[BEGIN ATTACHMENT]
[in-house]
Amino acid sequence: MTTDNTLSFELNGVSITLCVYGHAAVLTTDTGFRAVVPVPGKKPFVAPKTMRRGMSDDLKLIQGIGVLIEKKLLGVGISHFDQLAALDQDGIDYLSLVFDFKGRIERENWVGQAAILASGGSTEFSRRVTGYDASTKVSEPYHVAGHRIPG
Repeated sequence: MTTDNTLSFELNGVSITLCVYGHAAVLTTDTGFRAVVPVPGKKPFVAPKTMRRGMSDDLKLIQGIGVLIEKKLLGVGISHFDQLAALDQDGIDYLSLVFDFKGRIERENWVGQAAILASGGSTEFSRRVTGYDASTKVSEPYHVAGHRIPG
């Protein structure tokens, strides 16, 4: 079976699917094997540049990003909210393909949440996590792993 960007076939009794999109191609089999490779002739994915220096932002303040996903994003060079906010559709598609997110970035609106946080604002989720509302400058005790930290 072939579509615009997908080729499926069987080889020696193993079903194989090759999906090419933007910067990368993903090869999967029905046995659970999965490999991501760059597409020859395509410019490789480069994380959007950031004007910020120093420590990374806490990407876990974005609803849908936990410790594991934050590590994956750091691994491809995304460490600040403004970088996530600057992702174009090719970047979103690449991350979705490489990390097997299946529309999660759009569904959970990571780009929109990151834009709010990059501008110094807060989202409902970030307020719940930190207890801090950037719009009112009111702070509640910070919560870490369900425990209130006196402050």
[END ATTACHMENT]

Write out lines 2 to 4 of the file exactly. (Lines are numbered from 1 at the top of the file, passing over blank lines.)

Amino acid sequence: MTTDNTLSFELNGVSITLCVYGHAAVLTTDTGFRAVVPVPGKKPFVAPKTMRRGMSDDLKLIQGIGVLIEKKLLGVGISHFDQLAALDQDGIDYLSLVFDFKGRIERENWVGQAAILASGGSTEFSRRVTGYDASTKVSEPYHVAGHRIPG
Repeated sequence: MTTDNTLSFELNGVSITLCVYGHAAVLTTDTGFRAVVPVPGKKPFVAPKTMRRGMSDDLKLIQGIGVLIEKKLLGVGISHFDQLAALDQDGIDYLSLVFDFKGRIERENWVGQAAILASGGSTEFSRRVTGYDASTKVSEPYHVAGHRIPG
């Protein structure tokens, strides 16, 4: 079976699917094997540049990003909210393909949440996590792993 960007076939009794999109191609089999490779002739994915220096932002303040996903994003060079906010559709598609997110970035609106946080604002989720509302400058005790930290 072939579509615009997908080729499926069987080889020696193993079903194989090759999906090419933007910067990368993903090869999967029905046995659970999965490999991501760059597409020859395509410019490789480069994380959007950031004007910020120093420590990374806490990407876990974005609803849908936990410790594991934050590590994956750091691994491809995304460490600040403004970088996530600057992702174009090719970047979103690449991350979705490489990390097997299946529309999660759009569904959970990571780009929109990151834009709010990059501008110094807060989202409902970030307020719940930190207890801090950037719009009112009111702070509640910070919560870490369900425990209130006196402050």